Final In-Office Ancillary Service Exception Disclosure Requirements to Take Effect January 1, 2011
December 22, 2010
New disclosure requirements to the In-Office Ancillary Services (IOAS) exception, issued as part of the final 2011 Physician Fee Schedule (the “PFS,” a Final Rule with a Comment Period [PDF]), call for physicians to meet minimal, but essential requirements. Section 6003 of the Patient Protection and Affordable Care Act of 2010 (PPACA) amended the IOAS exception to require referring physicians to provide written notice to patients being referred for CT, MRI or PET that the imaging services can be purchased from suppliers other than the physician. Although there was initially confusion regarding the provision’s effective date, CMS clarified in its proposed version of the rule that the additional criteria added by PPACA was not self-implementing and that compliance by physicians would not be required until after the issuance of a final rule.
The Final Rule takes a much more measured approach than the rule as originally proposed. The Final Rule dispenses with the proposed requirement that the required disclosures be signed by the patient and retained by the physician. It also significantly decreases the amount of information physicians are required to provide to patients with regard to alternate suppliers. The net result is a Final Rule that reduces or eliminates many of the more burdensome provisions that had been proposed. Providers should remember, however, that a failure to comply with the Final Rule’s requirements will prevent compliance with the In-Office Ancillary Services exception to the Stark law.
The Final Rule, as part of the 2011 PFS, takes effect January 1, 2011 (meaning that it will apply to all services provided on or after that date). Physicians should begin the preparations necessary to provide the required disclosures to ensure that their forms and internal processes are patient-ready on the first of the year.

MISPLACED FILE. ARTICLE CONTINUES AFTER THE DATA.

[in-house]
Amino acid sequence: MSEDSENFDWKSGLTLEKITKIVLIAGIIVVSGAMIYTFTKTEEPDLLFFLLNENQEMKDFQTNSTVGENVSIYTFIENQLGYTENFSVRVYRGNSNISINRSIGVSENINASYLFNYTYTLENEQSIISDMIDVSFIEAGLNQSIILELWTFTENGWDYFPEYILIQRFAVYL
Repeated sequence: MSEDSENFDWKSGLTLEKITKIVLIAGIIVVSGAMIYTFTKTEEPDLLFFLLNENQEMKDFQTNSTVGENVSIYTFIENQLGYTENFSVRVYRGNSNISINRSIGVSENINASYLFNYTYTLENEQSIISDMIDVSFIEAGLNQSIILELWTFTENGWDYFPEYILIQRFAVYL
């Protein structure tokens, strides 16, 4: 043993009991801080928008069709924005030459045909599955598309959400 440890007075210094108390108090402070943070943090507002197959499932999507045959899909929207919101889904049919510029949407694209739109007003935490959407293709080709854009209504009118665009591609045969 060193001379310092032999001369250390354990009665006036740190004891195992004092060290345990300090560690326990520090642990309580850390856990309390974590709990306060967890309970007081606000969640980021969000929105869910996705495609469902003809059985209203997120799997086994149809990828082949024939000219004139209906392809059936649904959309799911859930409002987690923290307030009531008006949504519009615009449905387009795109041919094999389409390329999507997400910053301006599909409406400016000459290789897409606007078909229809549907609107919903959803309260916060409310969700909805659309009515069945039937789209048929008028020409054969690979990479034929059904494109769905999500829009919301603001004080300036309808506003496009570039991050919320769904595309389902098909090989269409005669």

Changes to the Proposed Rule
When the proposed version of the Rule was issued, we wrote about it here. CMS received approximately 45 comments to the proposed rule, and the final version of the Rule reflects many of the concerns expressed by commenters. In short:
While the remainder of the Proposed Rule’s provisions was finalized as proposed, CMS’s response to comments in the preamble of the Final Rule provides additional guidance as to how CMS will interpret certain provisions. The preamble to the Final Rule noted the following:
Statutory requirements mandate disclosures for CT, MRI and PET referrals. Given the statutory requirements, the Final Rule has provided physicians a fairly flexible means of compliance with a minimum of “paperwork.” Physicians who rely on the In-Office Ancillary Services exception to the Stark law, however, must be careful to maintain strict compliance with the new requirements beginning on the first of the year. Failing to properly document a disclosure or to make reasonable efforts to include viable suppliers within the Final Rule’s 25 mile limit may subject otherwise compliant self-referrals to scrutiny and the substantial penalties that come with non-compliance.
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